Postby biggiefl » Mon Oct 07, 2019 10:53 am

Steve you should be running a 13x19 SST on that and raise that puppy up. Max rpm on the 89 is 6k.
On my 24th Whaler. Currently in the stable: 86 18' Outrage, 81 13' Sport(original owner), 87 11' Sport, 69 Squall. :roll:

L78steve
Posts: 11
Joined: Thu Aug 22, 2019 9:51 pm
Location: Hendersonville NC

Re: 1986 Johnson 70-HP: 18 Questions

Postby L78steve » Mon Oct 07, 2019 2:05 pm

biggiefl wrote:Steve you should be running a 13x19 SST on that and raise that puppy up. Max rpm on the 89 is 6k.



Are you sure it will spin the 19? Currently running at 5400RPM. In order to raise it up I will have to go with a jack plate. Not sure I want to go that route with it, Its a nice clean original that was put up in a barn back in 94.
1988 15' Sport, 89 Johnson 70HP
1998 22' Progression Merc 300XP
1961 12' Allstar FG 73 Evinrude 25

biggiefl
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Joined: Thu Jul 11, 2019 1:31 pm
Location: south Tampa Bay area
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Re: 1986 Johnson 70-HP: 18 Questions

Postby biggiefl » Tue Oct 08, 2019 11:14 am

Your tach may not be accurate. I have owned 3 with 86-91 70's and I ran 2 with 13x19 SST and getting more than 5400rpm. I had bolted all the way up that I ran a 13x20 and it would just sit at 6k at 48+mph.
On my 24th Whaler. Currently in the stable: 86 18' Outrage, 81 13' Sport(original owner), 87 11' Sport, 69 Squall. :roll:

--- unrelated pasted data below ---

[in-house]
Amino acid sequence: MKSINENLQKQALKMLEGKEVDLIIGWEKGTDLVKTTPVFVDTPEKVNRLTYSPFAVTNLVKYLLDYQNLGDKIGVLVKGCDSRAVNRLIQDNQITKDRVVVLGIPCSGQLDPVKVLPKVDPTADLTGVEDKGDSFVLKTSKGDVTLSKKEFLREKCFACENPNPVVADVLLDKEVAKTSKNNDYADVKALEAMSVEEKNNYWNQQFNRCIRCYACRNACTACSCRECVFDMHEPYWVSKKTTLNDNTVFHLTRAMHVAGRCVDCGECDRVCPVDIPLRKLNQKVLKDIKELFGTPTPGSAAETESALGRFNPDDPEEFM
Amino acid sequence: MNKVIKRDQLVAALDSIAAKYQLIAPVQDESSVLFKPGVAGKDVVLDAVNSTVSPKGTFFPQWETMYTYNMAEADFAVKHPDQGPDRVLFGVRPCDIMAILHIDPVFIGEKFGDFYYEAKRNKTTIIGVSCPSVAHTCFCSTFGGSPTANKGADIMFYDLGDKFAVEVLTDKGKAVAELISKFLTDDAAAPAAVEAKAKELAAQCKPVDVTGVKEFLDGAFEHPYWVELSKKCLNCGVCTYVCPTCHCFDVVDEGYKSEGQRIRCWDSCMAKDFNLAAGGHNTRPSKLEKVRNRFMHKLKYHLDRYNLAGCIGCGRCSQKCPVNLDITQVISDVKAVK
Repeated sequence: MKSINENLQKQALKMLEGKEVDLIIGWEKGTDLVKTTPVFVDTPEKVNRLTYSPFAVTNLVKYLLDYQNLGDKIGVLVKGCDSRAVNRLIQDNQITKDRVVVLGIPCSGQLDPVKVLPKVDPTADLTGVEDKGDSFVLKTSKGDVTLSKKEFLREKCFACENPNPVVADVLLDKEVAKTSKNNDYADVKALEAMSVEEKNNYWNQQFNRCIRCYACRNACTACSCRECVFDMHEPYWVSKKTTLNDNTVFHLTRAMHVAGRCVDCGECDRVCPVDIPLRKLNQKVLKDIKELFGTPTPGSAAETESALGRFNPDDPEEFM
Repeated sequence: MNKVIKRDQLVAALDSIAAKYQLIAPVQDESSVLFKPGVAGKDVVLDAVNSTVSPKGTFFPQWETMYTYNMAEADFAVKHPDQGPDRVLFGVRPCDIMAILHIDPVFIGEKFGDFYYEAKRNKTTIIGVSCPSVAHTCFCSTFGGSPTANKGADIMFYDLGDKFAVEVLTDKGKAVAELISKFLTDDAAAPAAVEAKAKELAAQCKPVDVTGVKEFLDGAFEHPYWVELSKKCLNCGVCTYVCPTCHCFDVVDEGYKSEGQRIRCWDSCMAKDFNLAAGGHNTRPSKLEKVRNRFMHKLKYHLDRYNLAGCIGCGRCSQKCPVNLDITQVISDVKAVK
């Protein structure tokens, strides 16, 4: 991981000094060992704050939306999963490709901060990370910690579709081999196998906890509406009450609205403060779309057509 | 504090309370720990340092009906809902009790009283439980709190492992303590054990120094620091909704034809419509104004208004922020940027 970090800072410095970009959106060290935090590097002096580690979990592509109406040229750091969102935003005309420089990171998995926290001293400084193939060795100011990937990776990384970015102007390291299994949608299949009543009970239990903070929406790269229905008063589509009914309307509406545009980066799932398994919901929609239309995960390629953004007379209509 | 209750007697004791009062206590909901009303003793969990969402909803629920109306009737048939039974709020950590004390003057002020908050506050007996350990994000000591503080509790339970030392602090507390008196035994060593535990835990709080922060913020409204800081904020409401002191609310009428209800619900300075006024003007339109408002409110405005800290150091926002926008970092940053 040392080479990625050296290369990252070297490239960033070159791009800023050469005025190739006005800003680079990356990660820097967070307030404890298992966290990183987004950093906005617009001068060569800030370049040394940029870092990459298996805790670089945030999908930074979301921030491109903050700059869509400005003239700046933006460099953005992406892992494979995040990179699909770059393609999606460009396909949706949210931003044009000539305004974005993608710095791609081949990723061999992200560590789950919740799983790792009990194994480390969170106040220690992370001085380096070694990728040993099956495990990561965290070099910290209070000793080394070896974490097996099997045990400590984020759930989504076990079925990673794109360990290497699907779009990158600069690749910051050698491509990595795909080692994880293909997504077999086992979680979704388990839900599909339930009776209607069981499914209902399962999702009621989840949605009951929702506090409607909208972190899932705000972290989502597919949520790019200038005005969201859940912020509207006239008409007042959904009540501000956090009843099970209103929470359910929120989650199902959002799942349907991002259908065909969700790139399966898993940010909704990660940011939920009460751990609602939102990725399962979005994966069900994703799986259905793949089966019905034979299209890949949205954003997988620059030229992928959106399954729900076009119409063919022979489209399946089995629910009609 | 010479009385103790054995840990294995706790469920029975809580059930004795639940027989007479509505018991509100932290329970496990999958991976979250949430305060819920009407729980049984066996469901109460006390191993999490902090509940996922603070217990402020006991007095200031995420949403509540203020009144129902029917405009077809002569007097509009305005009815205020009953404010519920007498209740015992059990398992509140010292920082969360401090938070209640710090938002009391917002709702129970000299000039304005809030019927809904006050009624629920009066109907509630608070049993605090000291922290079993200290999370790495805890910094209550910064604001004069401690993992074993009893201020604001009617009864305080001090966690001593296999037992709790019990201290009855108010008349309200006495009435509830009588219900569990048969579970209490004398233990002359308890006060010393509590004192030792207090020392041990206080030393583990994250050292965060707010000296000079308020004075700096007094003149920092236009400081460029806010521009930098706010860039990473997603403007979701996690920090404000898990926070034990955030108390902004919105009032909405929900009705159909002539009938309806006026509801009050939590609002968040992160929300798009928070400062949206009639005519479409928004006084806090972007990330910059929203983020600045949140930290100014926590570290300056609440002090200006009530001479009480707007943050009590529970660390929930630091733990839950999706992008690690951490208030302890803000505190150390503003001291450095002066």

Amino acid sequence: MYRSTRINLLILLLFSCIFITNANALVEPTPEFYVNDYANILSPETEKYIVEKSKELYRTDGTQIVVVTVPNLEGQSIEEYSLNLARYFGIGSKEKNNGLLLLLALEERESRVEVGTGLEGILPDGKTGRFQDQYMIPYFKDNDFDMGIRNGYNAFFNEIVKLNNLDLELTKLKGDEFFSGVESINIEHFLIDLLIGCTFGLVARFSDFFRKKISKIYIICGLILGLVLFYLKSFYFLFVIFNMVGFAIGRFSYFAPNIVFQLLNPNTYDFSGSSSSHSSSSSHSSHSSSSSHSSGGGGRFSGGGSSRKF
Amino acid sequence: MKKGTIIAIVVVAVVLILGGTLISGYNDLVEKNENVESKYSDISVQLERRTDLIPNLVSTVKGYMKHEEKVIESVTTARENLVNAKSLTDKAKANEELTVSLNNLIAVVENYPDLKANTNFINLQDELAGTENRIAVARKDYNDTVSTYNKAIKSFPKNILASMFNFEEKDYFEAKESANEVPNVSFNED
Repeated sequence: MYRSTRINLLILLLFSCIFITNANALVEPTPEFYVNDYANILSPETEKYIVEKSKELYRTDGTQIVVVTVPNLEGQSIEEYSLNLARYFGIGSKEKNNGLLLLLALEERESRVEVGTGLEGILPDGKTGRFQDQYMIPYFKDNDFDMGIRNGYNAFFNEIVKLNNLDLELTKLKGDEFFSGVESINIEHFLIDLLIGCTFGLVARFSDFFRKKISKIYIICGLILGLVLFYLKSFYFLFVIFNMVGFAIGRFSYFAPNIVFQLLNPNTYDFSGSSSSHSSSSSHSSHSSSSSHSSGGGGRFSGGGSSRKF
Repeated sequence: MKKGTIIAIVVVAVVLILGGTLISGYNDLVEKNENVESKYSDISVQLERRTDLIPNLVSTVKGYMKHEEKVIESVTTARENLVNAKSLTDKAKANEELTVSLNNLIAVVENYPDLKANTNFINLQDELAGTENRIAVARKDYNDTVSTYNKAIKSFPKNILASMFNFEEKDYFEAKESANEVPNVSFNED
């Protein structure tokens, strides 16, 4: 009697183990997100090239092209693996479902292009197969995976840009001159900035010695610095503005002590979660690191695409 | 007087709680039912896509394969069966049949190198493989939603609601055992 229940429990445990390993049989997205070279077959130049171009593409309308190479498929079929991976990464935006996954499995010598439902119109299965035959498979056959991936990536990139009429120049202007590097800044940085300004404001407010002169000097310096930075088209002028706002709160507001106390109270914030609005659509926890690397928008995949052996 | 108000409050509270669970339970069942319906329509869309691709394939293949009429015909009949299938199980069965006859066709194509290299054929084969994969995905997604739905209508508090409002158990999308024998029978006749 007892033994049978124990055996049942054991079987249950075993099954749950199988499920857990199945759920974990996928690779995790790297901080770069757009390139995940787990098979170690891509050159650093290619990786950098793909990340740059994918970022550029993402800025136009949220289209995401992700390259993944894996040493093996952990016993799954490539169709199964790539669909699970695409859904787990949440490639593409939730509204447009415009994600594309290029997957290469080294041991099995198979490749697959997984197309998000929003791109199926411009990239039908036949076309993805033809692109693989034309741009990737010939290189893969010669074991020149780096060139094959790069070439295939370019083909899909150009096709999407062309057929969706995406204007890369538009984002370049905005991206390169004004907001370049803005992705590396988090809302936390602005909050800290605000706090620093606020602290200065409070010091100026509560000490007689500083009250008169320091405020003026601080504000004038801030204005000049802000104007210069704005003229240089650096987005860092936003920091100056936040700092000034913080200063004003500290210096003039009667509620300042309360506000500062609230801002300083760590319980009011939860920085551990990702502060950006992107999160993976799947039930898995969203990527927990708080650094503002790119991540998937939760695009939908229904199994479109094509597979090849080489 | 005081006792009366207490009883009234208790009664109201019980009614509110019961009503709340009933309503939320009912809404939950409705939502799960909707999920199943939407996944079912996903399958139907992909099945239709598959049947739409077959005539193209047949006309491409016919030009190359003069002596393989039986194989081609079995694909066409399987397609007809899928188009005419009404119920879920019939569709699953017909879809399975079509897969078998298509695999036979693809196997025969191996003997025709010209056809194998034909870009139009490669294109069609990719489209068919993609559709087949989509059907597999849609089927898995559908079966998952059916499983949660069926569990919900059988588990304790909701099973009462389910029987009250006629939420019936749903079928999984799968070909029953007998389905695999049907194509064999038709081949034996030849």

L78steve
Posts: 11
Joined: Thu Aug 22, 2019 9:51 pm
Location: Hendersonville NC

Re: 1986 Johnson 70-HP: 18 Questions

Postby L78steve » Thu Oct 10, 2019 7:19 pm

I'll check it this weekend with a tach hooked up to the crank. My ear says the boat tachometer is correct. It is an old-stock OMC tachometer.
1988 15' Sport, 89 Johnson 70HP
1998 22' Progression Merc 300XP
1961 12' Allstar FG 73 Evinrude 25

biggiefl
Posts: 256
Joined: Thu Jul 11, 2019 1:31 pm
Location: south Tampa Bay area
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Re: 1986 Johnson 70-HP: 18 Questions

Postby biggiefl » Fri Oct 11, 2019 10:09 am

Many outboard engine tachometers are adjustable, so check the pole switch position.

I even ran a 19 SST on my 60-HP The 48spl ran a 17 aluminum. I have owned five or six 15's.
On my 24th Whaler. Currently in the stable: 86 18' Outrage, 81 13' Sport(original owner), 87 11' Sport, 69 Squall. :roll:

L78steve
Posts: 11
Joined: Thu Aug 22, 2019 9:51 pm
Location: Hendersonville NC

Re: 1986 Johnson 70-HP: 18 Questions

Postby L78steve » Sun Oct 13, 2019 5:19 pm

The engine tachometer is spot on at 800 and 2,000-RPM. I compared it to a SW hand tach.

The boat speed is 40-MPH with just me. Boat speed is 38-MPH with me, wife, and two dogs.
1988 15' Sport, 89 Johnson 70HP
1998 22' Progression Merc 300XP
1961 12' Allstar FG 73 Evinrude 25